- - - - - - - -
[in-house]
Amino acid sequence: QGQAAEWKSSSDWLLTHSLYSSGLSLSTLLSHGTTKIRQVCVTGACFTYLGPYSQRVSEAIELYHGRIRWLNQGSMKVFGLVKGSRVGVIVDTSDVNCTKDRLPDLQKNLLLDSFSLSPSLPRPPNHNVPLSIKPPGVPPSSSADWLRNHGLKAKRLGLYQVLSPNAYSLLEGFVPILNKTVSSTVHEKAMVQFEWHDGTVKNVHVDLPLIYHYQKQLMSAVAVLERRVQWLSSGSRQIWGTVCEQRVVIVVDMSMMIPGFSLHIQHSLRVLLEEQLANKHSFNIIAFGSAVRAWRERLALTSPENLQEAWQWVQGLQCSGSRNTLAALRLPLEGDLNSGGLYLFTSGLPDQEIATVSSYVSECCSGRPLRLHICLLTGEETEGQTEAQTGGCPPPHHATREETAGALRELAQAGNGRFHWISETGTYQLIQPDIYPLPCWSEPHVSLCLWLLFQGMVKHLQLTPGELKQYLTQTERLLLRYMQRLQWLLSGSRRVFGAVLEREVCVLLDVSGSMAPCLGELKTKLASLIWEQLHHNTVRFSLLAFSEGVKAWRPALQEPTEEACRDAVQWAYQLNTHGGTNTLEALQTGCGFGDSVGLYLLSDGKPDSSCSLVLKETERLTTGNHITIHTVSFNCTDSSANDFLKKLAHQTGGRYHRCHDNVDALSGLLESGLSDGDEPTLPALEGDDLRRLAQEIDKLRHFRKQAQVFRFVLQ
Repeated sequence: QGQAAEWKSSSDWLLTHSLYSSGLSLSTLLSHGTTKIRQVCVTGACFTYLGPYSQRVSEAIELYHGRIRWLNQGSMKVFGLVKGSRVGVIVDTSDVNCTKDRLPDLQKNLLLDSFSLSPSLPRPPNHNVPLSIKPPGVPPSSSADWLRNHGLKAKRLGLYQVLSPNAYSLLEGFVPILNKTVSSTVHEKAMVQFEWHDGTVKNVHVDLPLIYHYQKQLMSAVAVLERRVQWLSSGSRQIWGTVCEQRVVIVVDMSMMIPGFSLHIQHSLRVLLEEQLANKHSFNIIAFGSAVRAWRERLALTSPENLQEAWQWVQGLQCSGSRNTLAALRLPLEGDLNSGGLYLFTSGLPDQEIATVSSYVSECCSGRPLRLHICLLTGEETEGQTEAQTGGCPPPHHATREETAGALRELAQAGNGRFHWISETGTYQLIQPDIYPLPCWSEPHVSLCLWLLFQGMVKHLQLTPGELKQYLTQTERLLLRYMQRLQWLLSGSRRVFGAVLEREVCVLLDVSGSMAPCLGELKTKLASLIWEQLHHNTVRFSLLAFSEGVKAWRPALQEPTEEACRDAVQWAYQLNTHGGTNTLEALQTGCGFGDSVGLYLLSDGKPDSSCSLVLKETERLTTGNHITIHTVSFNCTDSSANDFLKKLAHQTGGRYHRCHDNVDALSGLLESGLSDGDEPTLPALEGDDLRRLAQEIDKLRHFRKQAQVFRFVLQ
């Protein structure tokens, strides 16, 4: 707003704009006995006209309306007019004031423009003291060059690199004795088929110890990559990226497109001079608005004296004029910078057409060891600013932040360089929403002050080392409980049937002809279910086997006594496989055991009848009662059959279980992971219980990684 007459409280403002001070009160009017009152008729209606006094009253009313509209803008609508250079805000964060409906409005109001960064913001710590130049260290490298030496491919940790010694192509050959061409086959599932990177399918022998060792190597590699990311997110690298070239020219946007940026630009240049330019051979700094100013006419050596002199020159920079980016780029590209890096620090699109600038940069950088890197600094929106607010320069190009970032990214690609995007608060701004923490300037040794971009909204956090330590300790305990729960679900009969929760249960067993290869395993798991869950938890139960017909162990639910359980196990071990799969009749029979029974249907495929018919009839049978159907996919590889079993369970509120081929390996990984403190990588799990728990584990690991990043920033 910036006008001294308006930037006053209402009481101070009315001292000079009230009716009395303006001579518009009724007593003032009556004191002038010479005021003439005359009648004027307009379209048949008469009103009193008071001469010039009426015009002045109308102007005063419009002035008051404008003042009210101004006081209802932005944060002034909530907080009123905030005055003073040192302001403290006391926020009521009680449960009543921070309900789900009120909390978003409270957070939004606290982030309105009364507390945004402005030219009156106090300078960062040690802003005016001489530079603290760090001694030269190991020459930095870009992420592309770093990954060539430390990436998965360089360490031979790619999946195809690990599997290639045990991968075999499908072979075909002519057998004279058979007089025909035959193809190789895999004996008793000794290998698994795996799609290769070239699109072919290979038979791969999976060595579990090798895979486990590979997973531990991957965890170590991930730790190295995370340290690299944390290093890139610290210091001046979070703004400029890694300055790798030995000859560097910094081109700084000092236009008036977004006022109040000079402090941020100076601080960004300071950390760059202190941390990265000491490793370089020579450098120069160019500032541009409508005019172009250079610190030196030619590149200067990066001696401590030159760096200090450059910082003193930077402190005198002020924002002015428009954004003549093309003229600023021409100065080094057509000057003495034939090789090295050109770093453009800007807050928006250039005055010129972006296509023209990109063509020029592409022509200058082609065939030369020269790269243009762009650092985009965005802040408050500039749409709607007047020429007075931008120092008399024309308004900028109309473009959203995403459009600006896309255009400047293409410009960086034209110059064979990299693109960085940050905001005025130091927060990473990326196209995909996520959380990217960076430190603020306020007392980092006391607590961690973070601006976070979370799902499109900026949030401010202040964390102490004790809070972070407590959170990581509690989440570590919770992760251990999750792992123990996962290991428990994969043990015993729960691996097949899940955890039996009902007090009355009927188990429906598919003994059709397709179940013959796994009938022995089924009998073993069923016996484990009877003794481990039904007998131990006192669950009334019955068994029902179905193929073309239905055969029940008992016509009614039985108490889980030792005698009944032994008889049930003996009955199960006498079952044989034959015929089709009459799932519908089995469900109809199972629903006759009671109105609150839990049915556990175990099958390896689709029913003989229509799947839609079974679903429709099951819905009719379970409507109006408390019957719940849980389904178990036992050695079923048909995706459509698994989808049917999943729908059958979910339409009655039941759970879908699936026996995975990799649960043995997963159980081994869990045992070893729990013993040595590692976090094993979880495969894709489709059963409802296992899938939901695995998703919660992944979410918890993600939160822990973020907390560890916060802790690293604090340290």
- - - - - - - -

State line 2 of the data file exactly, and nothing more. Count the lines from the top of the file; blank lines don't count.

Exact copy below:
Amino acid sequence: QGQAAEWKSSSDWLLTHSLYSSGLSLSTLLSHGTTKIRQVCVTGACFTYLGPYSQRVSEAIELYHGRIRWLNQGSMKVFGLVKGSRVGVIVDTSDVNCTKDRLPDLQKNLLLDSFSLSPSLPRPPNHNVPLSIKPPGVPPSSSADWLRNHGLKAKRLGLYQVLSPNAYSLLEGFVPILNKTVSSTVHEKAMVQFEWHDGTVKNVHVDLPLIYHYQKQLMSAVAVLERRVQWLSSGSRQIWGTVCEQRVVIVVDMSMMIPGFSLHIQHSLRVLLEEQLANKHSFNIIAFGSAVRAWRERLALTSPENLQEAWQWVQGLQCSGSRNTLAALRLPLEGDLNSGGLYLFTSGLPDQEIATVSSYVSECCSGRPLRLHICLLTGEETEGQTEAQTGGCPPPHHATREETAGALRELAQAGNGRFHWISETGTYQLIQPDIYPLPCWSEPHVSLCLWLLFQGMVKHLQLTPGELKQYLTQTERLLLRYMQRLQWLLSGSRRVFGAVLEREVCVLLDVSGSMAPCLGELKTKLASLIWEQLHHNTVRFSLLAFSEGVKAWRPALQEPTEEACRDAVQWAYQLNTHGGTNTLEALQTGCGFGDSVGLYLLSDGKPDSSCSLVLKETERLTTGNHITIHTVSFNCTDSSANDFLKKLAHQTGGRYHRCHDNVDALSGLLESGLSDGDEPTLPALEGDDLRRLAQEIDKLRHFRKQAQVFRFVLQ